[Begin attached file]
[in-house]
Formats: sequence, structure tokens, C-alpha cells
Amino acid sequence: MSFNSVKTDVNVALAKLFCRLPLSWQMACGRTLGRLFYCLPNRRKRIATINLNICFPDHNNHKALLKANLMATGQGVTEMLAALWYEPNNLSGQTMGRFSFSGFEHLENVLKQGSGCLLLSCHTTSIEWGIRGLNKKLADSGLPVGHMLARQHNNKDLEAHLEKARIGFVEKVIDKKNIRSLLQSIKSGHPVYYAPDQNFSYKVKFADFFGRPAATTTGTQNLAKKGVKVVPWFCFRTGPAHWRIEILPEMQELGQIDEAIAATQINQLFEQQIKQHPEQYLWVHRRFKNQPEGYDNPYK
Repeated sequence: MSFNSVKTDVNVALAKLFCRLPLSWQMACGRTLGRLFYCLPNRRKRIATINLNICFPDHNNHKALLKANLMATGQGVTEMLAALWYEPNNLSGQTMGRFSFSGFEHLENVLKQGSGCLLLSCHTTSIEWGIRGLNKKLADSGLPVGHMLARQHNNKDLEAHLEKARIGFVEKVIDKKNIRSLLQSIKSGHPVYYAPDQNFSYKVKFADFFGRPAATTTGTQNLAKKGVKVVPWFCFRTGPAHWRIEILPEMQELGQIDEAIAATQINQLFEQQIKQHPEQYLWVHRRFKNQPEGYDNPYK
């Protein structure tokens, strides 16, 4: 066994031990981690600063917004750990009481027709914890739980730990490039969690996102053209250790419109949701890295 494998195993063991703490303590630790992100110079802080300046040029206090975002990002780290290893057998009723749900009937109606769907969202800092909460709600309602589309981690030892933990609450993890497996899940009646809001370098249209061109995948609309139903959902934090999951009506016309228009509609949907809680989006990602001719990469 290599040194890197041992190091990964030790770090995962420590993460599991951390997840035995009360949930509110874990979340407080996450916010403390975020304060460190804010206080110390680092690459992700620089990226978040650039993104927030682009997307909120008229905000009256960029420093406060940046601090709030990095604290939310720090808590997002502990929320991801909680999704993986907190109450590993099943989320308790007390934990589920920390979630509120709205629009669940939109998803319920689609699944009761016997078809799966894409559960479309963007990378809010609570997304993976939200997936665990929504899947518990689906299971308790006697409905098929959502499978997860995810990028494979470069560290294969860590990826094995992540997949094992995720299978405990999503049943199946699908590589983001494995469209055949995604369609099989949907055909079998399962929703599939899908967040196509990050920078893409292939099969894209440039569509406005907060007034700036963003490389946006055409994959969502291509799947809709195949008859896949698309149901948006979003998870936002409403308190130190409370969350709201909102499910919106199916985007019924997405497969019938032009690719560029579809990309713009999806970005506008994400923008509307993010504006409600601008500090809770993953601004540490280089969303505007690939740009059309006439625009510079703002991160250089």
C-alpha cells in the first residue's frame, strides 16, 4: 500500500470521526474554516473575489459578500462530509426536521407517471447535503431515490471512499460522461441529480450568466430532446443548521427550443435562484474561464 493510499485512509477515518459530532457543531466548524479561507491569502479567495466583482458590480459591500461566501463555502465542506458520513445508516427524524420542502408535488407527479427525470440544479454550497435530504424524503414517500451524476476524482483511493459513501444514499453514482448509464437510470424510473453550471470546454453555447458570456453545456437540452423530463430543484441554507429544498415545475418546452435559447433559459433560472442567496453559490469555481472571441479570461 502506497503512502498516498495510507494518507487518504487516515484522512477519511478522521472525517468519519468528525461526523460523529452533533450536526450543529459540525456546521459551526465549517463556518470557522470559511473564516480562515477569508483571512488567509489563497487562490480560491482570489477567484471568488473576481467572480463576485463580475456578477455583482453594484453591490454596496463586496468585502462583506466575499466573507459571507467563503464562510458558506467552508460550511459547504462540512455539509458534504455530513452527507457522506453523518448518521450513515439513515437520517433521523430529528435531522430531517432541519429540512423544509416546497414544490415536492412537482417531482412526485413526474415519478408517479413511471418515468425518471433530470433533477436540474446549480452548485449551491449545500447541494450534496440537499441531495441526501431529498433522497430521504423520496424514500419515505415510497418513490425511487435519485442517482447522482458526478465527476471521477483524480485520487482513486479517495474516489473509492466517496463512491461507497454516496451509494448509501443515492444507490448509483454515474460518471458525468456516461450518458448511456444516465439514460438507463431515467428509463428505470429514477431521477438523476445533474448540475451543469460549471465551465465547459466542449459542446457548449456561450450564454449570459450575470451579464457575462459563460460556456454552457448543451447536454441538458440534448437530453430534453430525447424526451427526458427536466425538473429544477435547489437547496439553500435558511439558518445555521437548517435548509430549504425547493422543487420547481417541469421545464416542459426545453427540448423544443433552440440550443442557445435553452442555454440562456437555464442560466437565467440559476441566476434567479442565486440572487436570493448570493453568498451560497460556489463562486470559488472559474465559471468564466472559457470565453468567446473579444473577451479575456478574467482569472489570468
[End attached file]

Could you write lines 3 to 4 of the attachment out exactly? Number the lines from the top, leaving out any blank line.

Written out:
Amino acid sequence: MSFNSVKTDVNVALAKLFCRLPLSWQMACGRTLGRLFYCLPNRRKRIATINLNICFPDHNNHKALLKANLMATGQGVTEMLAALWYEPNNLSGQTMGRFSFSGFEHLENVLKQGSGCLLLSCHTTSIEWGIRGLNKKLADSGLPVGHMLARQHNNKDLEAHLEKARIGFVEKVIDKKNIRSLLQSIKSGHPVYYAPDQNFSYKVKFADFFGRPAATTTGTQNLAKKGVKVVPWFCFRTGPAHWRIEILPEMQELGQIDEAIAATQINQLFEQQIKQHPEQYLWVHRRFKNQPEGYDNPYK
Repeated sequence: MSFNSVKTDVNVALAKLFCRLPLSWQMACGRTLGRLFYCLPNRRKRIATINLNICFPDHNNHKALLKANLMATGQGVTEMLAALWYEPNNLSGQTMGRFSFSGFEHLENVLKQGSGCLLLSCHTTSIEWGIRGLNKKLADSGLPVGHMLARQHNNKDLEAHLEKARIGFVEKVIDKKNIRSLLQSIKSGHPVYYAPDQNFSYKVKFADFFGRPAATTTGTQNLAKKGVKVVPWFCFRTGPAHWRIEILPEMQELGQIDEAIAATQINQLFEQQIKQHPEQYLWVHRRFKNQPEGYDNPYK